Beginning this month, Florida College Access Network will begin profiling the innovative efforts of our partners to make college readiness, access, and success a reality for all Floridians. This week we profile, uAspire, a Miami-based ally in Goal 2025, a statewide initiative to increase the percentage of Florida residents who hold a high-quality college degree or certificate to 60% by the year 2025. 

No matter how good their grades, how strong their grit, first-generation college students need money to make higher education possible. Yet the FAFSA can frighten families. Asking probing questions about assets and accounts, the form can often feel intimidating, intended for a two-parent, single household capable of supporting  their child’s education to the age of 26.

But what do you do if you are a student whose legal guardians may be relatives other than your parents?  How do you fill out the form if your parents are undocumented? What if your family’s  income is informal and sporadic?

That’s where Miami’s uAspire comes in.“We fill a gap,” says Keith “Fletch” Fletcher, the CEO of uAspire’s Miami branch.  “There’s no one else really diving in with significant expertise on college affordability.”

Located on the campus of Miami-Dade College, uAspire began operations in South Florida last fall. The organization brings with them three decades of experience running comprehensive financial aid clinics throughout Massachusetts, where they provided one-on-one assistance to over 50,000 students and secured more than $220 million in financial aid over the last five years alone.  With a laser-like focus on financial aid, the 28-year old organization mentors students and families on what college really costs and finds them grants, scholarships and sensible loan packages.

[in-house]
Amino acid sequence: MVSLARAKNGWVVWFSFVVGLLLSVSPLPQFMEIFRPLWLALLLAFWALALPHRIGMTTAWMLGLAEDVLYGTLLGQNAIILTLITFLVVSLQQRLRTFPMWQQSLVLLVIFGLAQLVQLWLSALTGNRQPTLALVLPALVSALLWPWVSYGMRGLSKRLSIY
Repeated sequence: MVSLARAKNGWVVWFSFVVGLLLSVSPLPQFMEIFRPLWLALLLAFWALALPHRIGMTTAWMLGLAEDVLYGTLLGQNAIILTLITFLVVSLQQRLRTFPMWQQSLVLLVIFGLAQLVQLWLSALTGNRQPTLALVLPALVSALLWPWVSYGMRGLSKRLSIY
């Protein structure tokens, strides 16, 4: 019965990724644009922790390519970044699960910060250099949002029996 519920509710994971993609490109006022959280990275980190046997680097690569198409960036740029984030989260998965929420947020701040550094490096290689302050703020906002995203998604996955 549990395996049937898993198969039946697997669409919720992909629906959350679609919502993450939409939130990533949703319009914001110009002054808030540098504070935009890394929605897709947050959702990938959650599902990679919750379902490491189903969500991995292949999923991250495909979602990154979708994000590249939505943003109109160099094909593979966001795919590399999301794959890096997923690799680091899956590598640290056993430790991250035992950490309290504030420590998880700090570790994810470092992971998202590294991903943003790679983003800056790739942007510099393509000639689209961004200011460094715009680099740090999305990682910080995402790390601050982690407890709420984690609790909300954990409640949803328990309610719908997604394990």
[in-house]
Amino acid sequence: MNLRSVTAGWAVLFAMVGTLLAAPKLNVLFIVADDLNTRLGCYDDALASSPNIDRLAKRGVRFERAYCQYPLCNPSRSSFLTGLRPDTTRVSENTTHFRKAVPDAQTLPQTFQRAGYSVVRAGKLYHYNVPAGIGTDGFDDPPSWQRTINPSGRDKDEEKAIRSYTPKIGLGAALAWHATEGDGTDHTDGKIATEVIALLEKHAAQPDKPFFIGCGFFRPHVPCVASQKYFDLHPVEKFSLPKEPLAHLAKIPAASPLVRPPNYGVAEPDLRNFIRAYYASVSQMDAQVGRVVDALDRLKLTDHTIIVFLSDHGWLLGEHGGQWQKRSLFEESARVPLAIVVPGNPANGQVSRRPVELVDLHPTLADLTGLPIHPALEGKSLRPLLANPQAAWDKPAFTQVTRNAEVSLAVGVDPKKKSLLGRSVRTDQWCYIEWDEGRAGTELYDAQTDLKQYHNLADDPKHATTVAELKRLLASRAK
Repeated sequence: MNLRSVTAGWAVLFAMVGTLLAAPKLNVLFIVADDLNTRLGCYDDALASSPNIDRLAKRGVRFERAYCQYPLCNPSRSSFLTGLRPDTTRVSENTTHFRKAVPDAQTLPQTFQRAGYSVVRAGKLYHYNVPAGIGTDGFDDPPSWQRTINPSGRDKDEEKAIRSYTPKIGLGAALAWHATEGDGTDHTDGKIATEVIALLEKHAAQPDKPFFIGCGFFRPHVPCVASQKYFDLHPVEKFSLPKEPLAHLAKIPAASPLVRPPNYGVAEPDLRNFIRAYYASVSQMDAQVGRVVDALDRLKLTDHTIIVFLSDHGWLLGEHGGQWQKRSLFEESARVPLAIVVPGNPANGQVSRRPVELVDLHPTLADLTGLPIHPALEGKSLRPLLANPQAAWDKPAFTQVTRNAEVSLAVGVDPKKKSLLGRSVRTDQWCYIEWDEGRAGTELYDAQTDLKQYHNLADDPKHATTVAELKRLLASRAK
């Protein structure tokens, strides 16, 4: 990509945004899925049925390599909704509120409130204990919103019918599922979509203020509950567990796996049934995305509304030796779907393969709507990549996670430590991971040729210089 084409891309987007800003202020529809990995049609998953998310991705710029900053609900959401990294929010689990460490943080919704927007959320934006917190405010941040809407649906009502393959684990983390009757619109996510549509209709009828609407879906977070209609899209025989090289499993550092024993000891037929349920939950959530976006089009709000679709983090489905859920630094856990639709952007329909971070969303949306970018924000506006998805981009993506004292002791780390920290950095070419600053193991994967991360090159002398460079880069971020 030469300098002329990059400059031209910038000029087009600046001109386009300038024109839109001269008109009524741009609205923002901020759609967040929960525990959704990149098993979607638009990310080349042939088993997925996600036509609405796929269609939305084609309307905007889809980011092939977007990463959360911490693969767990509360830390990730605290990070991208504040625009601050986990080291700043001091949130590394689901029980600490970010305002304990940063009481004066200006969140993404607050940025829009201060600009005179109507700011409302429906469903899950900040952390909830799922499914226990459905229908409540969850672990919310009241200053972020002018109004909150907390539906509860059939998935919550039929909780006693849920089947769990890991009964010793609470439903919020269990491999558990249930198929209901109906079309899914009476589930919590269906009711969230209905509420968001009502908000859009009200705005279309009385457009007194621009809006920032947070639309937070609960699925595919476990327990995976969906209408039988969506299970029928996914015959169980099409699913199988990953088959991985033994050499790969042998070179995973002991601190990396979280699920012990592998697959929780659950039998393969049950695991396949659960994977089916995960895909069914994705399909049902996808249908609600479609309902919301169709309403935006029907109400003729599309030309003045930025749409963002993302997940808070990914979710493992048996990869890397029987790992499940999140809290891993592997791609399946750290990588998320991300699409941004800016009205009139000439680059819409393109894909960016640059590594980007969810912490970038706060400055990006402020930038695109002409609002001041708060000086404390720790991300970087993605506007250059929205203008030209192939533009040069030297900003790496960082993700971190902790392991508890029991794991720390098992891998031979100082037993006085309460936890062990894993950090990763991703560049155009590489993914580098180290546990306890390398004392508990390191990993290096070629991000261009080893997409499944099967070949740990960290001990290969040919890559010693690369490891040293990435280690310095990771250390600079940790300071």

“We know that outside of your home your college education is probably the single largest purchase that you make in your life and you often make it as a 17-year-old with limited guidance, support or understanding of the long-term impact,” says Fletcher. “Our goal is to move students to and through post-secondary educational opportunity with the least amount of debt.”

While uAspire provides comprehensive services that target students  from sixth-graders first learning about higher education to college grads grappling with loan repayments, the bulk of their focus has been on high school seniors. Through its education partnerships, uAspire is known to thousands of Florida students.  Over the fall, uAspire fanned out over Miami-Dade high schools, signing memorandums of understanding with five local principals that allowed the group to throw assemblies, exhaustively visit homerooms, and establish one-on-one relationships with students whose families need extensive help with filling out the FAFSA.

“We serve a large number of students who come from non-traditional families. There can be some cultural obstacles to filling out the FAFSA in terms of parents willing to disclose information about their financial background,” says Fletcher.  “We have students whose parents may or may not live in the country, parents who may not be documented, parents who are in prison.”